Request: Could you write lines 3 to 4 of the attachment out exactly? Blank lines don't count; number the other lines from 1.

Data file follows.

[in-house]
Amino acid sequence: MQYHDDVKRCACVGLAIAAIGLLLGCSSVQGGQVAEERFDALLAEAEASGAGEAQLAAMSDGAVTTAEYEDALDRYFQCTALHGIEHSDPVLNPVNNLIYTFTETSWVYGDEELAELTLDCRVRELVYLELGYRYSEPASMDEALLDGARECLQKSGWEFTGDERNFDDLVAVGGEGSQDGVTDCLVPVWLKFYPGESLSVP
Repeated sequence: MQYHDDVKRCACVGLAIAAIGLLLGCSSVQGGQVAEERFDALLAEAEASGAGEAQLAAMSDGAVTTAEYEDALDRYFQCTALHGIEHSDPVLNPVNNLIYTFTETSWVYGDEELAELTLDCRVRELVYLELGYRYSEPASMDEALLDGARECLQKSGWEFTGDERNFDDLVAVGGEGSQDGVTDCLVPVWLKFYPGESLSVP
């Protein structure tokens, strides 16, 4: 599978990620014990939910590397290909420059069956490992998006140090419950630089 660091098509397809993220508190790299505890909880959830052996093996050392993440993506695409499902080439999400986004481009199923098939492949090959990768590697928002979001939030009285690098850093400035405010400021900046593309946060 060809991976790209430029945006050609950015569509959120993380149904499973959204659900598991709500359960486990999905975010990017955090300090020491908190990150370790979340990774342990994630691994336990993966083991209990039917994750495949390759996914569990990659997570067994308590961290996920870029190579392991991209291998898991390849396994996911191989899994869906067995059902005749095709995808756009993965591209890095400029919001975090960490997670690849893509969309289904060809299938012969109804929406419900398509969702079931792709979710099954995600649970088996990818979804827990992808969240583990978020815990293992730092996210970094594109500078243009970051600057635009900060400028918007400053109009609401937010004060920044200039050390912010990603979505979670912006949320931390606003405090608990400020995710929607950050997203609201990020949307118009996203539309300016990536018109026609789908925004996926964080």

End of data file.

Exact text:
Repeated sequence: MQYHDDVKRCACVGLAIAAIGLLLGCSSVQGGQVAEERFDALLAEAEASGAGEAQLAAMSDGAVTTAEYEDALDRYFQCTALHGIEHSDPVLNPVNNLIYTFTETSWVYGDEELAELTLDCRVRELVYLELGYRYSEPASMDEALLDGARECLQKSGWEFTGDERNFDDLVAVGGEGSQDGVTDCLVPVWLKFYPGESLSVP
């Protein structure tokens, strides 16, 4: 599978990620014990939910590397290909420059069956490992998006140090419950630089 660091098509397809993220508190790299505890909880959830052996093996050392993440993506695409499902080439999400986004481009199923098939492949090959990768590697928002979001939030009285690098850093400035405010400021900046593309946060 060809991976790209430029945006050609950015569509959120993380149904499973959204659900598991709500359960486990999905975010990017955090300090020491908190990150370790979340990774342990994630691994336990993966083991209990039917994750495949390759996914569990990659997570067994308590961290996920870029190579392991991209291998898991390849396994996911191989899994869906067995059902005749095709995808756009993965591209890095400029919001975090960490997670690849893509969309289904060809299938012969109804929406419900398509969702079931792709979710099954995600649970088996990818979804827990992808969240583990978020815990293992730092996210970094594109500078243009970051600057635009900060400028918007400053109009609401937010004060920044200039050390912010990603979505979670912006949320931390606003405090608990400020995710929607950050997203609201990020949307118009996203539309300016990536018109026609789908925004996926964080």